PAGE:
These types of LED displays are quite popular and can be used to add a visual output to a Raspberry Pi automation project. In this post, I will be talking about the KS0445 4-digit LED Display Module from keyestudio. While keyestudio kits are primarily designed to work with Arduino, they are perfectly suitable for Pi applications.
In theory, any LED 4-digit Display using a TM1637 chip can be used with the Python code that will be shown.
The first step is to install the TM1637 Python package containing the class that will simplify controlling the LED display quite a bit. As a side note, I strongly encourage installing VS Code on the Pi, so you can code like a pro.
Open a terminal window in VS Code and type:
pip install raspberrypi-tm1637
Once the installation is complete, you can wire the display as shown below and try the Python code that follows. It illustrates how straightforward it is to use some of the methods of the TM1637 class that come in the package.
# Importing modules and classes import tm1637 import time import numpy as np from datetime import datetime from gpiozero import CPUTemperature # Creating 4-digit 7-segment display object tm = tm1637.TM1637(clk=18, dio=17) # Using GPIO pins 18 and 17 clear = [0, 0, 0, 0] # Defining values used to clear the display # Displaying a rolling string tm.write(clear) time.sleep(1) s = 'This is pretty cool' tm.scroll(s, delay=250) time.sleep(2) # Displaying CPU temperautre tm.write(clear) time.sleep(1) cpu = CPUTemperature() tm.temperature(int(np.round(cpu.temperature))) time.sleep(2) # Displaying current time tm.write(clear) time.sleep(1) now = datetime.now() hh = int(datetime.strftime(now,'%H')) mm = int(datetime.strftime(now,'%M')) tm.numbers(hh, mm, colon=True) time.sleep(2) tm.write(clear)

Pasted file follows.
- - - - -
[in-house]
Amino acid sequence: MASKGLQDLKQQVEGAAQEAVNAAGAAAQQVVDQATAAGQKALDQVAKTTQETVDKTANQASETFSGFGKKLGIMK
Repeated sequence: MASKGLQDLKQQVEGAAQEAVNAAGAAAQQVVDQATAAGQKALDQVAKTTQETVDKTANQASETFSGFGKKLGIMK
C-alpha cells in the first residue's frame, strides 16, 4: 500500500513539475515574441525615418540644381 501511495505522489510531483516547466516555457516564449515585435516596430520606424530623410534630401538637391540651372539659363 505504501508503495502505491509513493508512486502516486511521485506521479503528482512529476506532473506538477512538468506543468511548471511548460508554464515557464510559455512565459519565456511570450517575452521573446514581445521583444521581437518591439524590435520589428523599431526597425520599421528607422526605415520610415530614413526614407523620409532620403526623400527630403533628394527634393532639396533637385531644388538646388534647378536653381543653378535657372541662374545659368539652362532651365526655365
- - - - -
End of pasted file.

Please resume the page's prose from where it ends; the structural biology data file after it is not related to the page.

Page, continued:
Raspberry Pi Stopwatch with LED Display
That was pretty much it for the LED display. However, let’s go for an Easter egg, where we implement a stopwatch that can be controlled by keyboard inputs. The main feature here is the use of the Python pynput package, which seamlessly enables non-blocking keyboard inputs. To get started, in a terminal window in VS Code, type:
pip install pynput